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New Ways to Support Graduate Education at Georgetown

Graduate education has undergone important changes over the past decades. The growth of interdisciplinary and professional Masters’ programs has been notable. They offer career preparation and advancement opportunities that cannot be achieved with on-the-job training. PhD programs expand to incorporate new research thrusts and support new research career options.

A ongoing discussion in all research universities is how much of the administration and oversight of graduate programs should be centralized in a unit that is often called a “graduate school” and how much should be dispersed to the faculty running graduate programs and the deans of their schools. Thus, many universities discuss what are the benefits of uniform practices and what are the benefits of variation across programs serving different needs.

In February, 2022, President DeGioia charged a Task Force on the Future of Graduate Studies. Its task was to evaluate the current state of responsibilities of the Graduate School of Arts and Sciences (GSAS) on one hand and those of other schools in overseeing graduate education at Georgetown. Of special focus was were fellowships and other means of supporting students, academic oversight of progress toward degree, authority over budget matters. Finally, the task force addressed issues of overall strategic leadership regarding graduate education.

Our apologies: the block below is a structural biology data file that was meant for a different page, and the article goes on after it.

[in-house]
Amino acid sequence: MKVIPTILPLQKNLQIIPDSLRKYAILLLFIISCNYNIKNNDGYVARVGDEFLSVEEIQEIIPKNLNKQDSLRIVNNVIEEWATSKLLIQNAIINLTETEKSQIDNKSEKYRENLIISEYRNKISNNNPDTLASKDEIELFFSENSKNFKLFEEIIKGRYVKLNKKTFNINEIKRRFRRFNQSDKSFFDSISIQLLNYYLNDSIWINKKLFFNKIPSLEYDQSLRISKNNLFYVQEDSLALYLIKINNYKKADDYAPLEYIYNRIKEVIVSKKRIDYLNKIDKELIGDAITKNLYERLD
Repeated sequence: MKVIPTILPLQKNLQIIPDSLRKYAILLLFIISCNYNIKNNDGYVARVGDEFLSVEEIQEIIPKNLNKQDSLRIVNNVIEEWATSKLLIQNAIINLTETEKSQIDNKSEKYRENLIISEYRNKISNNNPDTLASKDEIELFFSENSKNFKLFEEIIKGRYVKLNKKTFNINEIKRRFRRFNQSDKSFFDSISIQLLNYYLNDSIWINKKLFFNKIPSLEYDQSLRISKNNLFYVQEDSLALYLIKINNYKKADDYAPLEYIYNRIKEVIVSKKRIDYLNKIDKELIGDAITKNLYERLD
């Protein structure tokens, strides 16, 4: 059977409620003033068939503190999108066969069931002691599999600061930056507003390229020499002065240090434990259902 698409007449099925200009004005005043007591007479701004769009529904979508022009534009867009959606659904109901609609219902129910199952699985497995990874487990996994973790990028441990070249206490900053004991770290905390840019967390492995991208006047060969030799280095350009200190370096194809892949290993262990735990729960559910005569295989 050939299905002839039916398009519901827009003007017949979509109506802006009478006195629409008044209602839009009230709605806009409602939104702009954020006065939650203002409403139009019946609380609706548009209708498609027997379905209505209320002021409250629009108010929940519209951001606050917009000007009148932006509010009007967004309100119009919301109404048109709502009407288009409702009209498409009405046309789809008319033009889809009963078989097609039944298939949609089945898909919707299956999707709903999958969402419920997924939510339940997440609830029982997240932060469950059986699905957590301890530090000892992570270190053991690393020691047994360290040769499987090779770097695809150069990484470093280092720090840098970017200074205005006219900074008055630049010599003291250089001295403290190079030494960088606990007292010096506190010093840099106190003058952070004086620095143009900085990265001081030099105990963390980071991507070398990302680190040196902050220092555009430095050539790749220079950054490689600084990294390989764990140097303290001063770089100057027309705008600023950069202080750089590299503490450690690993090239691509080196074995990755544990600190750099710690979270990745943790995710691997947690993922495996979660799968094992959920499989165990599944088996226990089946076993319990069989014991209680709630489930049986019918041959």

The members of the task force included Alexander Sens, Reena Aggarwal, Leticia Bode, Daniel Byman, Dayo F. Gore, Mary Haras, Jessica Jones, George Luta, Chandra Manning, Steven Metallo, Caleb McKinney, Peter C. Pfeiffer, Nicoletta Pireddu, Shenita Ray, Anna Riegel, Steven Singer, Frank Vella, and Nitin Vaidya.

After months of work, for which we should all be thankful, the task force forwarded a set of recommendations. These were then reviewed by the President. He approved a key set of those recommendations and has asked for faculty input on how best to implement the recommendations.

A short version of the recommendations are that some basic academic decision-making and the authority and responsibility to admit, monitor, and confer degrees on students would be delegated to the schools; the current position of the dean of GSAS would be converted to a new one with enhanced authority over a more restricted set of issues and with responsibility for larger strategic planning around graduate issues; funding and control of PhD stipends would be moved to the schools of the programs; and a new unit would be formed to incubate or permanently house cross-school and cross-campus programs. Finally, the central unit would provide the principal support for student government, clubs, events, DEI initiatives, career services and adjudication of alleged violations of academic integrity for PhD students.

All of this needs extensive input from faculty groups, including the Main Campus Executive Faculty, the GUMC faculty caucus, faculty of the Biomedical Graduate Education program, the current Executive Committee of the Graduate School, and the School deans. Final approval of the Board of Directors will be required.

The task force foresees a future in which Georgetown increases its impact through Masters and PhD degree programs, especially those that represent new combinations of knowledge permitting new discoveries and new ways of serving the world. We thank the task force for their commitment to this goal.

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